The impeachment and eventual resignation of former ombudsman Merceditas Gutierrez, and the impeachment of former chief justice Renato Corona last year, which resulted in his removal this year, would surely banner the enumeration of accomplishments of President Benigno Aquino III. The removal of Gutierrez and Corona, the principal protectors of former president Gloria Macapagal-Arroyo and the biggest stumbling blocks to holding her to account for her crimes against the people, are laudable accomplishments.
However, these would lose its significance if the process falls short of bringing Gloria Macapagal-Arroyo, her family and top officials to account for all their crimes against the people, to include plunder, electoral fraud and sabotage, and most especially extrajudicial killings, enforced disappearances and other human rights violations. It is a bad enough deed for a president and his or her family to dip their hands into the nation’s coffers; it becomes worse, if they also deny from the people, their only means of democratic participation: voting. Add these to the most terrible crimes of all: killing 1,026 people, and making 206 others disappear.
As of the present, the Aquino government has been able to file a case of electoral sabotage against Gloria Macapagal-Arroyo. This, it did shortly after Arroyo tried to sneak out of the country but was held at the departure area. The bail hearings have just been concluded – with Judge Jesus Mupas of the Pasay Regional Trial Court about to issue a decision on the petition – and the pre-trial has been set on August 23.
Also graft charges have been filed before the Sandiganbayan against Gloria Macapagal-Arroyo’s husband Miguel and 20 Philippine National Police (PNP) officials for the fraudulent sale of second-hand helicopters to the PNP, which were misrepresented as brand new. However, the wheels of justice in these cases have been grinding so slowly.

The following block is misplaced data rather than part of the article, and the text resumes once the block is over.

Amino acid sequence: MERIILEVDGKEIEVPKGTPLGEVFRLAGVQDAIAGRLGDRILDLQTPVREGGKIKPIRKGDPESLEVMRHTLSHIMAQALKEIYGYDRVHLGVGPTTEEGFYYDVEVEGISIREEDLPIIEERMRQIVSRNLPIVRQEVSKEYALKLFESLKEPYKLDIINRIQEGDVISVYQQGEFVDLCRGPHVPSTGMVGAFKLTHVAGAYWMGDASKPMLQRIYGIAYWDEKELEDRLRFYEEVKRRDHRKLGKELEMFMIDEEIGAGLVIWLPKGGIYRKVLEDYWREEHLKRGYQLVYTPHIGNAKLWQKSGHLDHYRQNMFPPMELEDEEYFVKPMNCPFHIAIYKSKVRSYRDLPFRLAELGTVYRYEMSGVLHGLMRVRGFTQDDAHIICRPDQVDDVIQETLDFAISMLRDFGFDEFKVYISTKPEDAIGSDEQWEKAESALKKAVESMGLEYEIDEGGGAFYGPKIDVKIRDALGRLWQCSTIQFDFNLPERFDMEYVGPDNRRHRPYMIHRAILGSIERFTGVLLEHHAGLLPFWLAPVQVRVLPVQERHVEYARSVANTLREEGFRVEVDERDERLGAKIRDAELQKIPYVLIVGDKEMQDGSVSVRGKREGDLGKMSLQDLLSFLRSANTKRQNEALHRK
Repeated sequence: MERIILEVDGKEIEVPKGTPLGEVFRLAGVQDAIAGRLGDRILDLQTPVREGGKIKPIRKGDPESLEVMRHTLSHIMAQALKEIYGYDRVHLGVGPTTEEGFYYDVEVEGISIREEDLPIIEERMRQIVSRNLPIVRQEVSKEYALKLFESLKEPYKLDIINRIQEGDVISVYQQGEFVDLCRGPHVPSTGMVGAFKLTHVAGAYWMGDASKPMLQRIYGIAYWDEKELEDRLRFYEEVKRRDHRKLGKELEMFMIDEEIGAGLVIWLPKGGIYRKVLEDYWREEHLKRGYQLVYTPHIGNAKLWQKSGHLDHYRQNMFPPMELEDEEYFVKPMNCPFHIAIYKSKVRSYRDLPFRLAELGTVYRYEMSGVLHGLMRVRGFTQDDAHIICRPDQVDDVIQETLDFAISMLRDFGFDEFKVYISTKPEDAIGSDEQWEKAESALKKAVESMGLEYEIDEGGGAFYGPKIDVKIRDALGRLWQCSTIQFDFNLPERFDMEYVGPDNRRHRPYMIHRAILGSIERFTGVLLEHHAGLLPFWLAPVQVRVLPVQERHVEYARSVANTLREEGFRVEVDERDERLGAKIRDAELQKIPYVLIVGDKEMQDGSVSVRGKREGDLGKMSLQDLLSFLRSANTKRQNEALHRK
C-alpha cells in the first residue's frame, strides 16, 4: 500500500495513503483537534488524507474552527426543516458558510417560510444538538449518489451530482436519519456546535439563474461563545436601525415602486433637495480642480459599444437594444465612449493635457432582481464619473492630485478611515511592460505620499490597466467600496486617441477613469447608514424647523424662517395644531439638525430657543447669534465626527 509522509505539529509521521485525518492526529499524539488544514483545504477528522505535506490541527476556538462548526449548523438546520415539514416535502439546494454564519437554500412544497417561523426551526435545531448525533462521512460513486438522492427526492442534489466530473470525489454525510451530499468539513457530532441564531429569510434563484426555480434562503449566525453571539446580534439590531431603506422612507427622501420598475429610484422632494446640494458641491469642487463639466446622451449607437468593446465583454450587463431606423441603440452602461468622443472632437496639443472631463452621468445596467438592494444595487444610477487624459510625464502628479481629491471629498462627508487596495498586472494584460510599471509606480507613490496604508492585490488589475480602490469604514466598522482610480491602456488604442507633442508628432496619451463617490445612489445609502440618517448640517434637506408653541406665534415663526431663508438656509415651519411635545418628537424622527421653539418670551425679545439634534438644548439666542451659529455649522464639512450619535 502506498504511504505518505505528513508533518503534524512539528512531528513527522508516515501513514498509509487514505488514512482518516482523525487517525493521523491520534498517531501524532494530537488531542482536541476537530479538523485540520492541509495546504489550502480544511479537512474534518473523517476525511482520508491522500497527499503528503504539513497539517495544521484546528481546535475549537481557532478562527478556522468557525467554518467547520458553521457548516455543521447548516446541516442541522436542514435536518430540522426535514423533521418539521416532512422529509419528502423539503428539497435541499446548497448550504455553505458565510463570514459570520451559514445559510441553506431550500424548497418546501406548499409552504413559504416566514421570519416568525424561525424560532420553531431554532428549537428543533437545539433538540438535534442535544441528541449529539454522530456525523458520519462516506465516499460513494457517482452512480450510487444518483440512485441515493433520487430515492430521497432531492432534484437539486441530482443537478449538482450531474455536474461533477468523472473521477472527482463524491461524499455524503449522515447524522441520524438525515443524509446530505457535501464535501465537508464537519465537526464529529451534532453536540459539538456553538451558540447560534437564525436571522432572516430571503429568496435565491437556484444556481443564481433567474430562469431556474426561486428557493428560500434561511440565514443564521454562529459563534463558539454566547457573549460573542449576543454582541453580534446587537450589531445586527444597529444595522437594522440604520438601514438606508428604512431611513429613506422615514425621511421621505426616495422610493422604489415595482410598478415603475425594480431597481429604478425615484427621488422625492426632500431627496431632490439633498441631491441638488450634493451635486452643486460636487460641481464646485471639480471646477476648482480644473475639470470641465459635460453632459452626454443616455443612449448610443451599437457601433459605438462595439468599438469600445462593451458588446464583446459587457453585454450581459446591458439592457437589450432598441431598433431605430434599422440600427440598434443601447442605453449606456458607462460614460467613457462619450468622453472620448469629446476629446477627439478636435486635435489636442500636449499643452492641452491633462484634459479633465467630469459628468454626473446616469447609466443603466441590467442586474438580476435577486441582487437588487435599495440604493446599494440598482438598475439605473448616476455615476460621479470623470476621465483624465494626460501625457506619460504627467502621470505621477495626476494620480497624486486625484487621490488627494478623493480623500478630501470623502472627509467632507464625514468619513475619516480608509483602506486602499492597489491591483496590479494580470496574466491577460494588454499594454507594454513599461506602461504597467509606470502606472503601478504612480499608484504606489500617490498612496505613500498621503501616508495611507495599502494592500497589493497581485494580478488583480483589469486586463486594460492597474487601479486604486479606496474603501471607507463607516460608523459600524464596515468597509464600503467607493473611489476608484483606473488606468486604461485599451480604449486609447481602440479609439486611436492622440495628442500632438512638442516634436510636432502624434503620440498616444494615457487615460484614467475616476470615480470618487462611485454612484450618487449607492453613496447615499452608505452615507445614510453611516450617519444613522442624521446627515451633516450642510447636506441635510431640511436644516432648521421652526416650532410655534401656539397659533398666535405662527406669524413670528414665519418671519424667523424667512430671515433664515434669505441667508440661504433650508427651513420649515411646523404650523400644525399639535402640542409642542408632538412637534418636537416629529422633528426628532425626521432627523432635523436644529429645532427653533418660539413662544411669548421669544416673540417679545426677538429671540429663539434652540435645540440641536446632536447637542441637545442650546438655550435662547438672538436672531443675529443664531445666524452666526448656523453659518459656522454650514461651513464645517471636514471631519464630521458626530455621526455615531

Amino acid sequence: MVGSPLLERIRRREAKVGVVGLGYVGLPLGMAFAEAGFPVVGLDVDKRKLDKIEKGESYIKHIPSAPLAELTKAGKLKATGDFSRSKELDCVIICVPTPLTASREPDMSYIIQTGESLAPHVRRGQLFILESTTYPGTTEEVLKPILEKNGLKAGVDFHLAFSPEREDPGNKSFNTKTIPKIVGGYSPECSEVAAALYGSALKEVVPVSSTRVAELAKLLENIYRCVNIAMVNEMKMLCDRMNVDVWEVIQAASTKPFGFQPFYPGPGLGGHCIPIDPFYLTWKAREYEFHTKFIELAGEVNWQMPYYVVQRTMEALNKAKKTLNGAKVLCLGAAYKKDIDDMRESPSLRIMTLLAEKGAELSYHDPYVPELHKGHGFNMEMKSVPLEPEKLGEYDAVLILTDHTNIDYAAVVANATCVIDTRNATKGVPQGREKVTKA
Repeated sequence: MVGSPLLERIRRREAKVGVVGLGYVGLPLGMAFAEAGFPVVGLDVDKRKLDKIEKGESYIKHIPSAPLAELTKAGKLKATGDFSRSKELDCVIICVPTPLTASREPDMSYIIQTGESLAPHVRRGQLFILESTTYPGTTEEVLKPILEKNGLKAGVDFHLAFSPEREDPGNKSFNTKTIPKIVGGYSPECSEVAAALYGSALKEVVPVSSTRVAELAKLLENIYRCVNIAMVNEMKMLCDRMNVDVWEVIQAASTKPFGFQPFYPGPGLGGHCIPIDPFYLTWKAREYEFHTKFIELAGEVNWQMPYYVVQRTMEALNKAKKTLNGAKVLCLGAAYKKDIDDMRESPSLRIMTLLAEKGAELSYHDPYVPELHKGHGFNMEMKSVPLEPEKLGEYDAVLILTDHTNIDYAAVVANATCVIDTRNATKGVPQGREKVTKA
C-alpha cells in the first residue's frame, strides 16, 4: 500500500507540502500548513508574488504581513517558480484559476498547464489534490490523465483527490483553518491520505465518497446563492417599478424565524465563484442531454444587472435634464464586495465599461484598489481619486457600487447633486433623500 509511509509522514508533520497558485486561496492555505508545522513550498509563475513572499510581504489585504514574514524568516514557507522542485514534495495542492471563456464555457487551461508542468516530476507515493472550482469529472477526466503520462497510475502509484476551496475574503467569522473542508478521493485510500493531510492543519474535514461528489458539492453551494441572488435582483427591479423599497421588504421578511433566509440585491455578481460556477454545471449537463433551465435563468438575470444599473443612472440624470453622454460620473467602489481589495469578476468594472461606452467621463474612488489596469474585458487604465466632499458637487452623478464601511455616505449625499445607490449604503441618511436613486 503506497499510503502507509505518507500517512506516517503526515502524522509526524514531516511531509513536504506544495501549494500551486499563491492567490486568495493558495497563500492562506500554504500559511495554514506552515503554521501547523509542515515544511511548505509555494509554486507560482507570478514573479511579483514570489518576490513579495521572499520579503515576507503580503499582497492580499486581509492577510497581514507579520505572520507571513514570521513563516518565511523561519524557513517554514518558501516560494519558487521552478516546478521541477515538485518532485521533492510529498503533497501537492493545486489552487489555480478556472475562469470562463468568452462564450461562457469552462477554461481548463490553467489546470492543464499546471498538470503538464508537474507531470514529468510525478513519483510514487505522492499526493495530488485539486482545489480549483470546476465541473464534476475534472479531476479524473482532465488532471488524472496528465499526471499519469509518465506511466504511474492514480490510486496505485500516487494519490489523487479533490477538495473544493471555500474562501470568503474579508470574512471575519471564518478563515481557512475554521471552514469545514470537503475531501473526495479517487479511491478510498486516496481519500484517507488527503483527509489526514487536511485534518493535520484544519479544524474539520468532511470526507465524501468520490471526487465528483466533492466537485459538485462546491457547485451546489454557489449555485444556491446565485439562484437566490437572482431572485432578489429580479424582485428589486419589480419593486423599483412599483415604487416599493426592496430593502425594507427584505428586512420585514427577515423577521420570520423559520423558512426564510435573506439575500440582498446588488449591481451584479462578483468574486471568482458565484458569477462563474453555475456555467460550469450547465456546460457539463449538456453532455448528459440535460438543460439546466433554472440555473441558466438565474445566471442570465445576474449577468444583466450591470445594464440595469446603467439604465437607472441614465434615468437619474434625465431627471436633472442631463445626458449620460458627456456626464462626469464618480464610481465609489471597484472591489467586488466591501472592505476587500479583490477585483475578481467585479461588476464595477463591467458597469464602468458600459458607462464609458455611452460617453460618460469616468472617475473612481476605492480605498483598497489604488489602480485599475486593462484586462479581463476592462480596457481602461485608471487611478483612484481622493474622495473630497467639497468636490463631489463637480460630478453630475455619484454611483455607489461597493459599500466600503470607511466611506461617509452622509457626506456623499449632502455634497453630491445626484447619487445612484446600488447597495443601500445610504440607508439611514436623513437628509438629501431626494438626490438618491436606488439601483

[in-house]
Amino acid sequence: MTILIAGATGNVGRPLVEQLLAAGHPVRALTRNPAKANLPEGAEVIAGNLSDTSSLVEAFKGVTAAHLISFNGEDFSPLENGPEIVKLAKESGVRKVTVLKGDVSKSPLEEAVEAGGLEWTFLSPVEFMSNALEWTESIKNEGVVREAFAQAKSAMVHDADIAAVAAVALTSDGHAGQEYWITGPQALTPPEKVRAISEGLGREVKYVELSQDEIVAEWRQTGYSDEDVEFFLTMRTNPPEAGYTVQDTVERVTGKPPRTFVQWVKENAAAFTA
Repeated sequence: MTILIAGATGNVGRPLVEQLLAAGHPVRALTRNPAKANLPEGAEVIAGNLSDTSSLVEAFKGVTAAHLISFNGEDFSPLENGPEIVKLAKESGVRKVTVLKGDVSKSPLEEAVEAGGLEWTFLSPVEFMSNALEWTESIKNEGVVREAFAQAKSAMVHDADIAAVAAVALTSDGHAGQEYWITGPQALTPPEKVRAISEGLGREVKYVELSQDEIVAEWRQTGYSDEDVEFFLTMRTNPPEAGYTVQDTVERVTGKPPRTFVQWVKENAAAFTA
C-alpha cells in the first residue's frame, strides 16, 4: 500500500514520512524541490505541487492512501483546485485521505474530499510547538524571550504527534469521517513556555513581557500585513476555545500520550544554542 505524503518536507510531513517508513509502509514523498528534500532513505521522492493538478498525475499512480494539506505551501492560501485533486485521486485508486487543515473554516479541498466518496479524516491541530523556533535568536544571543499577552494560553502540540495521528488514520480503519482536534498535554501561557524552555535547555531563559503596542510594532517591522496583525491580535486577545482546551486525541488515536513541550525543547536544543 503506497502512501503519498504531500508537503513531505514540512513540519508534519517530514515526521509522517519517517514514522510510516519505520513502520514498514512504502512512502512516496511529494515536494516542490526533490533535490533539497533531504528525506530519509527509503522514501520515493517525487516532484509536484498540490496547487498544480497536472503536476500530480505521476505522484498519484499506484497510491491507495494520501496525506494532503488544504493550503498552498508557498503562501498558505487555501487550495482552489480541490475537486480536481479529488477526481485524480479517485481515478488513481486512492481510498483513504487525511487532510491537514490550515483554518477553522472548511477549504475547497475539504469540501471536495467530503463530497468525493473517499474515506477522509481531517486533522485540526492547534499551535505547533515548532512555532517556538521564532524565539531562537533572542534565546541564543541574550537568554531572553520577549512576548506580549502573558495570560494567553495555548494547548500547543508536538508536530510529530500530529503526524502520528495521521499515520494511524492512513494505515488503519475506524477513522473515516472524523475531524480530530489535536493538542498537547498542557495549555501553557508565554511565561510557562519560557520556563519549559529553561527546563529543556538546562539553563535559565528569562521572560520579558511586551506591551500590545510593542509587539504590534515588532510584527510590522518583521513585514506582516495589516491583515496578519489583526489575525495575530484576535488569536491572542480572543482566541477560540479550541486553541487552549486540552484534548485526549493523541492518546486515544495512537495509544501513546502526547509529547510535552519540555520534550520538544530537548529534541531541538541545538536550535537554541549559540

Thus, after the frantic pace of the two impeachment proceedings last year, the process to put the Arroyos before the bar of justice has considerably slowed down. The question is why?
With two of the biggest obstacles – Gutierrez and Corona – out of the way, why has the process slowed down? Why is it that the Aquino government seems content with the electoral sabotage case? With the numerous corruption scandals involving the Arroyos, why hasn’t a plunder charge been filed? Surely, there are a lot of evidences that have been gathered as these have been the subject of numerous Congressional investigations. Aren’t two years enough to build a case? It took only three months for a plunder charge to be filed against former president Joseph Estrada when he was ousted in 2001. Added to this, a plunder case is non-bailableso it could provide the basis for the continued detention of former president Arroyo.
Why has the Aquino government been ignoring the cries for justice of the relatives of victims of extrajudicial killings and enforced disappearances? Surely these had been the most virulent and worst crimes of the previous Arroyo administration. Moreover, holding Arroyo and her top military and police officials accountable for these abhorrent crimes against the people would have been a major step in confronting impunity. It could have spared the lives of Fr. Fausto “Pops” Tentorio, Willem Geertman, councilor and Bayan Muna Fernando Baldomero of Aklan, farmer Guillermo Castillo of Mindoro, urban poor leader Antonio Homo, Rodel Estrellado of Bicol, B’laan tribal chief Rudy Yalon-Dejos and his son Rody Rick, and more than 80 others.
Has the Aquino government run out of momentum?
“To those who are talking about reconciliation, if they mean that they would like us to simply forget about the wrongs that they have committed in the past, we have this to say: there can be no reconciliation without justice.”
These are tough words uttered by President Benigno Aquino III during his inaugural address. But these need to be matched by action. And so far, the actio